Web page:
Jarosław Kukowski, "Without title", 2009

Kukowski’s works connect with surrealistic poems, it can be in particular seen in ‘Dreams’. However, the artist does not think of it as his most important cycle. ‘Paintings from 'Dreams’ have usually a decorative character. Some of them have a certain hidden meaning or a provocative element like, for example, mermaids, but a strong emphasis on form connects them all. After painting an image of a very heavy topic it is a relief to work on a painting in which one can simply smooth two buttocks with your brush' . The second pole for the mentioned cycle are works characterised by a heavy topic - 'Un-dreams" to which apart from 'Mentises' belong such works as 'Poland' ("Polska"), 'Who gave me wings?' ("Kto dał mi skrzydła?"), 'New Millenium' ("Nowe Millenium") and 'Water drop people' ("Ludzie z kropli wody"). Kukowski is a carefull observer of human nature - both external and internal, personal. He is a sensitive artist with a rich imagination and he also uses a perfect workshop. In spite of this, while working on a new painting he searches for new formal solutions. His art is not restricted to realism only. It is the topic in a form of a pretext that determines the painting language.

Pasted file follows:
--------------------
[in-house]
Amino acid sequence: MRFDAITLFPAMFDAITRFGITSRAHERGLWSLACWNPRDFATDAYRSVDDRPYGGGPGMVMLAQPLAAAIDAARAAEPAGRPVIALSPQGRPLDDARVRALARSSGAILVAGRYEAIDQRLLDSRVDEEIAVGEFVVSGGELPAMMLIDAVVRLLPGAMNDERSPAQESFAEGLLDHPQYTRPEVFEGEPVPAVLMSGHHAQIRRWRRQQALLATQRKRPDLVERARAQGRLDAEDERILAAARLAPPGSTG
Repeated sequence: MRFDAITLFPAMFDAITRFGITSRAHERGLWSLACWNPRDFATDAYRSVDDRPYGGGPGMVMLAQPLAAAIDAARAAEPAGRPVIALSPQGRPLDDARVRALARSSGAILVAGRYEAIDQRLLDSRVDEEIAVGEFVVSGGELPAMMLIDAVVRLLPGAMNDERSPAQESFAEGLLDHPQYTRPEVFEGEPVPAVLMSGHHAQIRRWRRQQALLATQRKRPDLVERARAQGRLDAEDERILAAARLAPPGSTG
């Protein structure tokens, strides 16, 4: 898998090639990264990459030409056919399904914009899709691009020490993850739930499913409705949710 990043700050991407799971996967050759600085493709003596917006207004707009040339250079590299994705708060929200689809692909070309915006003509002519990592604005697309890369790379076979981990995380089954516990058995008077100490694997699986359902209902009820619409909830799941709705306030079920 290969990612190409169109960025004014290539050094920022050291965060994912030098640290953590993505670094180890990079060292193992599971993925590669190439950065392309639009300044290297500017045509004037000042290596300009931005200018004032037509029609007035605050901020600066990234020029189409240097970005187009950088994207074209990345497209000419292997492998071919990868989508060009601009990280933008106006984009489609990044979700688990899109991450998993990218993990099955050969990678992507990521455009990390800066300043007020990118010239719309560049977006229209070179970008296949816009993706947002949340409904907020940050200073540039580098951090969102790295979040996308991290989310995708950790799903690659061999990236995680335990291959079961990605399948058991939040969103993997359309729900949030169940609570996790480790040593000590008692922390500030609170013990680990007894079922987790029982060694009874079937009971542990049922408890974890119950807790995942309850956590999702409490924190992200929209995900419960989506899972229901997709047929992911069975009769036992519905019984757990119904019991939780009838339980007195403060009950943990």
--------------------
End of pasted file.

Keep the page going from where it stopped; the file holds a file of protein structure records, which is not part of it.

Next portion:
- Bartlomiej Kordowski